Venture to the Natural Beauty of Zion National Park

Angels Landing. | Photo by Nickolay Stanev

Angels Landing. | Photo by Nickolay Stanev

Even those who love living in Las Vegas admit that our fast-paced environment can get exhausting, particularly when the mercury soars past triple digits. So if the number of us who have never escaped to our city’s backyard, Red Rock Canyon, is confounding, then the number of us who have yet to chill in Zion National Park is astounding.

Consider this: One can hit Interstate 15 by 6 a.m., be hiking by 9 a.m., enjoying a beer and burger at the lodge by 2 p.m., and be back home for dinner by 6 p.m. That’s four hours of driving, eight hours of mental and physical rejuvenation, and a tidy elimination of the excuses you’ve had for not having already visited. Up the ante with an overnight stay, and Zion—paired with its doorstep hamlet, Springdale, Utah—offers perhaps your most un-Vegas nearby escape hatch.

The cruise to southern Utah is a rapid decompression to bliss. What unfolds as you wind toward the park is a technicolor illustration of awesome: Grassy meadows give way to peaks towering breathtakingly high above the Virgin River. That river carved the narrow Zion Canyon—the most accessible portion of the park, particularly from Southern Nevada, and where day-trippers and overnighters usually spend their entire visit.

Because it is accessed via a dead-end two-lane blacktop, private vehicles are prohibited in Zion proper during the busy season (roughly March-November; overnight lodge guests excepted). So park in Springdale and walk up, or find a spot at the main-entrance lot. Inside, the Park Service shuttle departs every 15 minutes on its foray through the canyon. Stops include trailheads with restroom facilities and picnic areas. (The shuttles also have bike racks—it’s uphill going into the canyon, downhill coming back).

Zion has day hikes for every level of enthusiast, from the cardio-intense switchbacks and dizzying drop-offs of Angels Landing and Hidden Canyon, to the paved and wheelchair-accessible Riverside Walk and Pa’rus trails. If hiking is not your thing, you can ride the shuttle up and walk the road back, taking time for photos, to visit the museum and to while away an afternoon with lunch on the gorgeous lawn at the lodge.

Really, Zion can be whatever you want—as long as you want picturesque, natural beauty in a compact, accessible package.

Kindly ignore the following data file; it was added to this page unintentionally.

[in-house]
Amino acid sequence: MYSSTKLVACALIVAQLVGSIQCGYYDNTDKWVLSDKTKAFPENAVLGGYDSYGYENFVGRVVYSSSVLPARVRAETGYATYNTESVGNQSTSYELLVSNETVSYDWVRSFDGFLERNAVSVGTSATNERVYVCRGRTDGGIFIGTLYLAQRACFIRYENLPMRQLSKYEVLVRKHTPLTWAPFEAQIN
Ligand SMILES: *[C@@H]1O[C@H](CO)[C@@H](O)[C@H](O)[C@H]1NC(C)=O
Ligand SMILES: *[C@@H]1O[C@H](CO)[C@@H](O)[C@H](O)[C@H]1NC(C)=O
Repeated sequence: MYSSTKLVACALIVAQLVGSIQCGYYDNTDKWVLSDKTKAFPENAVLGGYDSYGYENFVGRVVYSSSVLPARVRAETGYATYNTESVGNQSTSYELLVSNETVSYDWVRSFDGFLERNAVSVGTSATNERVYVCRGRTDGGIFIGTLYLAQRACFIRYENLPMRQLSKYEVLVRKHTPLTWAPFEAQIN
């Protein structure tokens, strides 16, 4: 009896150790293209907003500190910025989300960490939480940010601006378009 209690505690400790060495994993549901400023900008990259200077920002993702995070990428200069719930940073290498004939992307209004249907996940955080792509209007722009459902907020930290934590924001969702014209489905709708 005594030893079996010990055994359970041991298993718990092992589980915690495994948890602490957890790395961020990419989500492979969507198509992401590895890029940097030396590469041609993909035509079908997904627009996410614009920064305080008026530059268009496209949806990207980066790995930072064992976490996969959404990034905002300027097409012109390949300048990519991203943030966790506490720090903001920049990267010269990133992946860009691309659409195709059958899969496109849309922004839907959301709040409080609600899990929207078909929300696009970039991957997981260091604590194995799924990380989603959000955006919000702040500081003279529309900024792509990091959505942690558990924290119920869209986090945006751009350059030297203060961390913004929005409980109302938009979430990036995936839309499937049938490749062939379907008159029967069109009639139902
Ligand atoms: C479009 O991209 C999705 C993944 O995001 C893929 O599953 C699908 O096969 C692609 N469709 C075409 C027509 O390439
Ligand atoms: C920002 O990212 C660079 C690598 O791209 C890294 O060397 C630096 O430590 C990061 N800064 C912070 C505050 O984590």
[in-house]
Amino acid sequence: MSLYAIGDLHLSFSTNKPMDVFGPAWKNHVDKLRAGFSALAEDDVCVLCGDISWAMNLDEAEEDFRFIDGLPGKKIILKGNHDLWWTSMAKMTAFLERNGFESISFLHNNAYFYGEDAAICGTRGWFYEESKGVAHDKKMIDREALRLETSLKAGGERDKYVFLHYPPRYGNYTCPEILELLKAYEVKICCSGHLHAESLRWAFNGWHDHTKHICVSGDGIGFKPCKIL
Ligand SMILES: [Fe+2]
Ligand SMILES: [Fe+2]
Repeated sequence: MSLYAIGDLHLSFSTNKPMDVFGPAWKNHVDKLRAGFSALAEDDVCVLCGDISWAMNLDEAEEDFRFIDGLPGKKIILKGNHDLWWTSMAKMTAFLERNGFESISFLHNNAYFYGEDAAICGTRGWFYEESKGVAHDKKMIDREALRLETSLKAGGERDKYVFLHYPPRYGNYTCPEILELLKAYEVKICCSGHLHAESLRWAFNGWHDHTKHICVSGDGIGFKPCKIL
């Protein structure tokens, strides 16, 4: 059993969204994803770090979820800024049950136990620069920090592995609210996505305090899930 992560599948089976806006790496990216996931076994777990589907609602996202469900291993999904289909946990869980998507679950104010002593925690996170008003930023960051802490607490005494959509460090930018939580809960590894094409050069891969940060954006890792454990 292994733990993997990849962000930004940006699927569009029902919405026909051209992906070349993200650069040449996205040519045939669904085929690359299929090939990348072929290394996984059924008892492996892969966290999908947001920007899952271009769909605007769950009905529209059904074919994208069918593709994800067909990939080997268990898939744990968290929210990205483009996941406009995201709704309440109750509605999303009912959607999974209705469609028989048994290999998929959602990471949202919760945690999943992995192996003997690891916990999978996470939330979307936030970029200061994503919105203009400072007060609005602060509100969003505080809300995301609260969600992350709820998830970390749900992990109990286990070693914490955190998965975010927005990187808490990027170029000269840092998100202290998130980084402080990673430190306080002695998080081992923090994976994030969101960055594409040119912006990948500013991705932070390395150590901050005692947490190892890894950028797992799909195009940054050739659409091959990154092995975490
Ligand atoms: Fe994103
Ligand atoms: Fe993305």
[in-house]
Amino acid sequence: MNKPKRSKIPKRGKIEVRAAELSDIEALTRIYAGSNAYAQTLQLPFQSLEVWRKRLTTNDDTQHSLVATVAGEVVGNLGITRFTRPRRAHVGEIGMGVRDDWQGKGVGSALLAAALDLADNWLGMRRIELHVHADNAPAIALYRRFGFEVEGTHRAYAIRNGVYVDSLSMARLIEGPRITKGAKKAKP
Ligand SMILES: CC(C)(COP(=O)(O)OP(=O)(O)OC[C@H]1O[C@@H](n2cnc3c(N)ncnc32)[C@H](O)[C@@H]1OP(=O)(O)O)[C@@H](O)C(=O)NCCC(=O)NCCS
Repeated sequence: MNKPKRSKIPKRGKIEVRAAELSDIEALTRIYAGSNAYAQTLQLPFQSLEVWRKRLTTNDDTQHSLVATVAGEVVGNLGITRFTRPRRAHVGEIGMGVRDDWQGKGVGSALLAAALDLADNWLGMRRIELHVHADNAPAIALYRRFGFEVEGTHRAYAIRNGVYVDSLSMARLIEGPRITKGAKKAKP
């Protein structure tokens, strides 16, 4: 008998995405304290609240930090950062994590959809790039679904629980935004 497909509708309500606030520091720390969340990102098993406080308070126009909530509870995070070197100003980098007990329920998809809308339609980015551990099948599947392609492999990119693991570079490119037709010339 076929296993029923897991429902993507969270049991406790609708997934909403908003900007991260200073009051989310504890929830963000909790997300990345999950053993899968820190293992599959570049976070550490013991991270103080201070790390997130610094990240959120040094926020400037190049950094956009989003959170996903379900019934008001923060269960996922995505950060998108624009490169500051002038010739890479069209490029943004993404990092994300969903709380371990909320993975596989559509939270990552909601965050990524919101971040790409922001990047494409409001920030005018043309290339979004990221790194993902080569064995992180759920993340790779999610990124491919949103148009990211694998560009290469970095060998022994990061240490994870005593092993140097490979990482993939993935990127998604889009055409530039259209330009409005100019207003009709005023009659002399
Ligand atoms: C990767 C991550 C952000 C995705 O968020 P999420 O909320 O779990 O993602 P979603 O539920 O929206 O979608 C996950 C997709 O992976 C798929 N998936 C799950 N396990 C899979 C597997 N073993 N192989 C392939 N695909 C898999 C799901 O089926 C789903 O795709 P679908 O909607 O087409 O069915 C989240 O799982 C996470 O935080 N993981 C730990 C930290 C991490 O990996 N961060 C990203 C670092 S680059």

Photo by Kobby Dagan

Photo by Kobby Dagan

How to get there

Fly low on Interstate 15 north for about 130 miles, through St. George—hint: watch your speed during the brief Arizona pass-through—to Exit 16 for UT-9E toward Hurricane. In 12.5 miles, turn right onto W 500 9/UT-9 and continue for 20 miles.

Where to stay

If you aren’t camping (Watchmen Campground) or staying inside the park (Zion Park Lodge), Springdale has plenty of options. Our faves are the stylish, outdoorsy luxe of the Desert Pearl Inn—which was built using reclaimed trestlewood—and the value-packed La Quinta Inn.

Where to dine

Springdale is chock-full of restaurants. Oscar’s Café is a longtime favorite three-meal diner, but quickly rising is Meme’s Cafe & BBQ, a terrific European eatery that, along with tasty items such as pork-and-brisket tacos, serves its amazing breakfast all day. … For dinner only, Zion Pizza & Noodle Co. is a great stop for carb-loading and beer, while Bit & Spur is a go-to for Southwestern fare.

What to do

In addition to the requisite hiking and camping, Zion offers horseback riding and tubing along the Virgin River when conditions allow (remember: Zion can get warm, and visitation is heavier during the summer months). There’s also the Zion Human History Museum. … Springdale is very walkable, with shops and galleries, as well as the Deep Creek Coffee Co., which, like all great coffeehouses, is a perfect spot to mindfully waste an hour—or an afternoon.

Don’t miss

The Zion Park Lodge is a great place to unwind, take in the park’s scenery, and be amazed that you’re just 160 miles from Las Vegas. Pack a lunch or buy one on-site, nosh at a table or spread a blanket on the lawn under the huge trees. Kids playing, couples canoodling, hipsters doing yoga. Ahhh!

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